My 1976 Jaguar XJC 4.2ltr. Drophead
The XJC Story
The XJC is a two door version of the XJ6 four door saloon. When Sir William Lyons began styling exercises for the new XJ models in the mid 1960’s, it was obvious that he had notions of a two door coupe in mind for eventual production. Many of these early styling mock-ups were based on the coupe theme in various shapes, forms and sizes, and the XJC was the last Jaguar car to be designed and built by Sir William Lyons.
The two door coupe is based on the shorter wheelbase XJ Series l platform and was clearly meant to be the sporty version of the XJ models. In the UK, Europe, South Africa, New Zealand and Australia they were offered in four versions: Jaguar 4.2C; Jaguar 5.3C; Daimler Sovereign and the Daimler Double Six.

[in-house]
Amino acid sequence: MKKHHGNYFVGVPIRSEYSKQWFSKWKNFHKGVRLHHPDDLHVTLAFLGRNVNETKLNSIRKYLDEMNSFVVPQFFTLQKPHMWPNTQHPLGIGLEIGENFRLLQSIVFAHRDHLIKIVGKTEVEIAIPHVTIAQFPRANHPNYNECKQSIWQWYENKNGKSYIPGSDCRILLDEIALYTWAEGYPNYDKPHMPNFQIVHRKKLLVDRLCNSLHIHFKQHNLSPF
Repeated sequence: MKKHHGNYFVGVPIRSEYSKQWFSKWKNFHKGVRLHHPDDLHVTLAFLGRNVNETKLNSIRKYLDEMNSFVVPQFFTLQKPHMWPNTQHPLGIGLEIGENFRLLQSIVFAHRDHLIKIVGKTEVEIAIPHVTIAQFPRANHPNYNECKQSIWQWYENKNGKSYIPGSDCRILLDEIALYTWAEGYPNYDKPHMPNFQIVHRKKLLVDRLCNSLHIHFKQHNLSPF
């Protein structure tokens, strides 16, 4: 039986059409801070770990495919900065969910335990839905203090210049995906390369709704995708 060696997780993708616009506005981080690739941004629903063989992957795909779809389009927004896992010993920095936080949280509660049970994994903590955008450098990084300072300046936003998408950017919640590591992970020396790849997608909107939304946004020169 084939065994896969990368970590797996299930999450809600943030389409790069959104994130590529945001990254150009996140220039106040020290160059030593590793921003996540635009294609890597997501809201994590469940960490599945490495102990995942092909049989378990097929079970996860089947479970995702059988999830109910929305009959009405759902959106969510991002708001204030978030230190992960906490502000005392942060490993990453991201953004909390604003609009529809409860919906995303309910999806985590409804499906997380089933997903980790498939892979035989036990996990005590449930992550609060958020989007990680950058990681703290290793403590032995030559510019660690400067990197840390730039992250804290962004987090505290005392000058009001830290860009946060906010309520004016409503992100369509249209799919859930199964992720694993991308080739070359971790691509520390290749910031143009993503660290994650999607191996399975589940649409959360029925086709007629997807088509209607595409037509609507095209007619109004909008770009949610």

All coupes were equipped with a black vinyl roof as standard equipment. Most likely it was because the marketing folks insisted on it, as vinyl roofs were the flavour of the month in the automotive industry at that time. Whatever the case, many present day owners have chosen to remove this feature. XJCs are extremely well proportioned with the styling of the pillarless coupe giving a sense of ‘openness’ that is often associated with a convertible.
Sadly the production of the XJC was all too short. After commencement in 1975 the last of these great vehicles rolled off the line in November 1977. Paradoxically this has helped the XJC to become the rare collectible classic it is today, although prices have never reached the dizzy heights achieved by the E Type. It remains one of, if not the best value for money classic cars available today. To this day, the XJC is Jaguars only two-door fixed head coupe saloon.